From this point on in the novel, Frederic is compelled to leave the physical realm, the body, and to narrate the event of his injury from the psychological realm, that is through the mind. The shock of the wounding shatters all rational boundaries and brings forth its disintegrative narration of reexperiencing. According to Dodman, although “Frederic reveals a desire for a whole and perfect retelling” of his experience, “his narration functions as a prosthesis meant to stave off a sense of the self as a disarticulated scar” as his reality will forever be affected and intertwined with the traumatic wound which is to be coped with through its constant recollection. The inner perception of the self is altered to such an extent that it is compelled to transform completely in order to be able to come to terms with its new identity generated by the impact of the traumatic experience. The transformation of the self is thus perceived as a rupture between the old self and the traumatized self. Frederic experiences an absolute dissent of consciousness the moment he gets wounded. As a result, his narrative is also affected by this breach of consciousness that pervades the novel in totality.
A new and modern perspective on war is being drafted in A Farewell to Arms by Hemingway, as war “kills the very good and the very gentle and the very brave impartially”. Through Frederic’s narrative, Hemingway creates a dichotomy of reality and illusion which proves difficult to delineate or recognize. The line between the illusion of normality and the actual reality of unruliness is a blurred one, as Frederic’s stance towards war is rather indifferent and dispassionate. He considers the “world all unreal in the dark” , but is aware of the fact that “that was all there was” . Nevertheless, the protagonist does encounter a source of value in life in his love for Catherine, to whom he becomes attached to the point that he cannot “make up a separate” self anymore. The feeling of love anchors Frederic into reality, which, ironically, ultimately provides the spring for the leap towards reality, thus intensifying the traumatic blow of war. As the plot unfolds, Frederic’s oblivion towards war is being shattered piece by piece, body by body.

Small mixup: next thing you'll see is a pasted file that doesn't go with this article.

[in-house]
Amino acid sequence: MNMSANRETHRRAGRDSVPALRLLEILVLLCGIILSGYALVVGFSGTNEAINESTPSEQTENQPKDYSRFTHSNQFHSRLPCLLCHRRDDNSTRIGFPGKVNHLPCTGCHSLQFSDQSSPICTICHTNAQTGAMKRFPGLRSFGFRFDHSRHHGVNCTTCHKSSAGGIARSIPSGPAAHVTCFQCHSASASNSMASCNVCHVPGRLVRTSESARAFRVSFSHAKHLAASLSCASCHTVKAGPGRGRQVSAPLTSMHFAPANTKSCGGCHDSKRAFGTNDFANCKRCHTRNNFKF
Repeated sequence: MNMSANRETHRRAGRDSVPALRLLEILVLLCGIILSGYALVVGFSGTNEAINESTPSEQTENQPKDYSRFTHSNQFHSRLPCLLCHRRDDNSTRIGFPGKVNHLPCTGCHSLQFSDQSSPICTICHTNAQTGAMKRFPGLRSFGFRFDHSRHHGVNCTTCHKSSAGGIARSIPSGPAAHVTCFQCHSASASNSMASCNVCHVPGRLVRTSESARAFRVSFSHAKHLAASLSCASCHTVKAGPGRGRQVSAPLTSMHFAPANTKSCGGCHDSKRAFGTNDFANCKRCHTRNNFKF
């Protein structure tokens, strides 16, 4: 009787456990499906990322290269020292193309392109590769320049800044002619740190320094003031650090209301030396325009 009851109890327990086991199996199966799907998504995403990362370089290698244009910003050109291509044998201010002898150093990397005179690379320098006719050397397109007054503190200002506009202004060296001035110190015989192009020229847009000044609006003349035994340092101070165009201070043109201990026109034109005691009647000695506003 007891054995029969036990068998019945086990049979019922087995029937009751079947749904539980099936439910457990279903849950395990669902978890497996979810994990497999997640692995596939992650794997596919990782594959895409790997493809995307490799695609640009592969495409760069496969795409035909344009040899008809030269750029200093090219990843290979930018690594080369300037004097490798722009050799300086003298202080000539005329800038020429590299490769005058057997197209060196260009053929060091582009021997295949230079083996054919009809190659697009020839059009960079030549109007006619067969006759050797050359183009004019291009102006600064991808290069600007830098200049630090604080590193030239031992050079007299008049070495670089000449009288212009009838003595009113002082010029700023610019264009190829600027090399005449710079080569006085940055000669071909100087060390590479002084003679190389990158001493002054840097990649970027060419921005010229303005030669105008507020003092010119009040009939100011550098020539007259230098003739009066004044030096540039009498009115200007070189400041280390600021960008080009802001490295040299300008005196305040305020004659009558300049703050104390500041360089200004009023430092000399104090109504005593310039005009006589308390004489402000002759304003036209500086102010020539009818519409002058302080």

Not only does Frederic lose his identity and humanity as a representative of war, but he rather chooses the path of love at the expense of that of war, thus undermining the priority of war. A culminating point of the novel occurs when Frederic takes off his uniform once and for all and bids a farewell to arms when he is nearly shot to death by embittered soldiers. In order to avoid being executed, Frederic plunges into the river and manages to escape. The dive into the river symbolizes the break with war as he is cleansed from any further burden of war and makes peace with it on a spiritual level.
Even though Frederic chooses love over war, he is not able to isolate himself from the sense of obligation towards war. The traumatic memories of war are tormenting him from the inside to such an extent that he ends up fighting an internal war by trying to justify his sense of guilt. Even when he gets the chance to live peacefully with Catherine in Switzerland, the constant reminiscence of warfare emerges as an impediment to the mental retreat from war. The trauma of war serves to prove that the reconciliation with the self or the outer world is unattainable as “life, both personal and social, is a struggle in which the loser takes nothing.”
Frederic’s evolution from illusion to reality, from oblivion to knowledge is skillfully presented. Hemingway delineates the protagonist’s initial ignorance, subsequent acknowledgment and first-hand experience of what war has to offer in a progressive manner through Frederic’s self-effacing narrative, which allows for the reader to formulate his or her own personal judgment of war.